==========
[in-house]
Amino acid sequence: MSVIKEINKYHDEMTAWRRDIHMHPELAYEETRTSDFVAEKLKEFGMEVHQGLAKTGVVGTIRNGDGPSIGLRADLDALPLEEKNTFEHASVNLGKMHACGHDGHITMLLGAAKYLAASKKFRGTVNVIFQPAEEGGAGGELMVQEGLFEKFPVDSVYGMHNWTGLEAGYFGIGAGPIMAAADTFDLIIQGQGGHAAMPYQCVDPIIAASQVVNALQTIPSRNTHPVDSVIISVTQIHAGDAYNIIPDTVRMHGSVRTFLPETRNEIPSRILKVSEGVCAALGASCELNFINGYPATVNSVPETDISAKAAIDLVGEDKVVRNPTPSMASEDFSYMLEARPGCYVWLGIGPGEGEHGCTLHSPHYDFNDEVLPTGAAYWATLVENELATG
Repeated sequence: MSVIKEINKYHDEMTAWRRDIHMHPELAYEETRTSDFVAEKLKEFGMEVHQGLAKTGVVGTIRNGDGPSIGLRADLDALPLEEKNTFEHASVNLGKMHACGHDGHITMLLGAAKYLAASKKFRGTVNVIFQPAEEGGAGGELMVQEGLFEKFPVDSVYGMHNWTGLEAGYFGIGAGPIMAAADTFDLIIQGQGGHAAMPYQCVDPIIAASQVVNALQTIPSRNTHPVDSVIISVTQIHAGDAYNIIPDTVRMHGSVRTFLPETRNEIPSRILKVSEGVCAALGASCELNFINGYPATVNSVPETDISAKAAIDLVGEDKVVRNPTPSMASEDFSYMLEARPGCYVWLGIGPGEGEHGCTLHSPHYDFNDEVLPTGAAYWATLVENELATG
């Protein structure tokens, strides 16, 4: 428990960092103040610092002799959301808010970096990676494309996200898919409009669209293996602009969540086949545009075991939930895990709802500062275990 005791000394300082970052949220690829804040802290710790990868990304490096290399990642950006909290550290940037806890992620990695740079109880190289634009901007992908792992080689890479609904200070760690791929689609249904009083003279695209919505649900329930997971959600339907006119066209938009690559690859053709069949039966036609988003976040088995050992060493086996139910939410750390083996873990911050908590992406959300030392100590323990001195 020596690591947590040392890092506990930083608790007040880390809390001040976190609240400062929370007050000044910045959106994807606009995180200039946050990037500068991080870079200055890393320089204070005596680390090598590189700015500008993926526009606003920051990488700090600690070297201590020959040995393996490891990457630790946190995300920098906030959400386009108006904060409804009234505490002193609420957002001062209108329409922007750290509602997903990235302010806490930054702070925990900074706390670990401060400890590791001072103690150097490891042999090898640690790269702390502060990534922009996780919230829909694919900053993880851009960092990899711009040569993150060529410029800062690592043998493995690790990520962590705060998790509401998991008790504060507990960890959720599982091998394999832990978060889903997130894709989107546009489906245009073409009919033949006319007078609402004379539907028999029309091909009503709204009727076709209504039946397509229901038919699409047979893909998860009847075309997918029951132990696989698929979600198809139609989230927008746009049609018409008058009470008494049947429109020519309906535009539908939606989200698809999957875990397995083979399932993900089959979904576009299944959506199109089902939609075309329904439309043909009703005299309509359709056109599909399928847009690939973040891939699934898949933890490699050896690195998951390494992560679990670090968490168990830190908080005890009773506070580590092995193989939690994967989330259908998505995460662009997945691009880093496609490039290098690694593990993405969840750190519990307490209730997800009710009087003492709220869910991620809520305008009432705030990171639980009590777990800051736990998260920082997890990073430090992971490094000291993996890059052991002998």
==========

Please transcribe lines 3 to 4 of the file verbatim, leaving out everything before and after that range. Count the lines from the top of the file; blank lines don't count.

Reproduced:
Repeated sequence: MSVIKEINKYHDEMTAWRRDIHMHPELAYEETRTSDFVAEKLKEFGMEVHQGLAKTGVVGTIRNGDGPSIGLRADLDALPLEEKNTFEHASVNLGKMHACGHDGHITMLLGAAKYLAASKKFRGTVNVIFQPAEEGGAGGELMVQEGLFEKFPVDSVYGMHNWTGLEAGYFGIGAGPIMAAADTFDLIIQGQGGHAAMPYQCVDPIIAASQVVNALQTIPSRNTHPVDSVIISVTQIHAGDAYNIIPDTVRMHGSVRTFLPETRNEIPSRILKVSEGVCAALGASCELNFINGYPATVNSVPETDISAKAAIDLVGEDKVVRNPTPSMASEDFSYMLEARPGCYVWLGIGPGEGEHGCTLHSPHYDFNDEVLPTGAAYWATLVENELATG
């Protein structure tokens, strides 16, 4: 428990960092103040610092002799959301808010970096990676494309996200898919409009669209293996602009969540086949545009075991939930895990709802500062275990 005791000394300082970052949220690829804040802290710790990868990304490096290399990642950006909290550290940037806890992620990695740079109880190289634009901007992908792992080689890479609904200070760690791929689609249904009083003279695209919505649900329930997971959600339907006119066209938009690559690859053709069949039966036609988003976040088995050992060493086996139910939410750390083996873990911050908590992406959300030392100590323990001195 020596690591947590040392890092506990930083608790007040880390809390001040976190609240400062929370007050000044910045959106994807606009995180200039946050990037500068991080870079200055890393320089204070005596680390090598590189700015500008993926526009606003920051990488700090600690070297201590020959040995393996490891990457630790946190995300920098906030959400386009108006904060409804009234505490002193609420957002001062209108329409922007750290509602997903990235302010806490930054702070925990900074706390670990401060400890590791001072103690150097490891042999090898640690790269702390502060990534922009996780919230829909694919900053993880851009960092990899711009040569993150060529410029800062690592043998493995690790990520962590705060998790509401998991008790504060507990960890959720599982091998394999832990978060889903997130894709989107546009489906245009073409009919033949006319007078609402004379539907028999029309091909009503709204009727076709209504039946397509229901038919699409047979893909998860009847075309997918029951132990696989698929979600198809139609989230927008746009049609018409008058009470008494049947429109020519309906535009539908939606989200698809999957875990397995083979399932993900089959979904576009299944959506199109089902939609075309329904439309043909009703005299309509359709056109599909399928847009690939973040891939699934898949933890490699050896690195998951390494992560679990670090968490168990830190908080005890009773506070580590092995193989939690994967989330259908998505995460662009997945691009880093496609490039290098690694593990993405969840750190519990307490209730997800009710009087003492709220869910991620809520305008009432705030990171639980009590777990800051736990998260920082997890990073430090992971490094000291993996890059052991002998």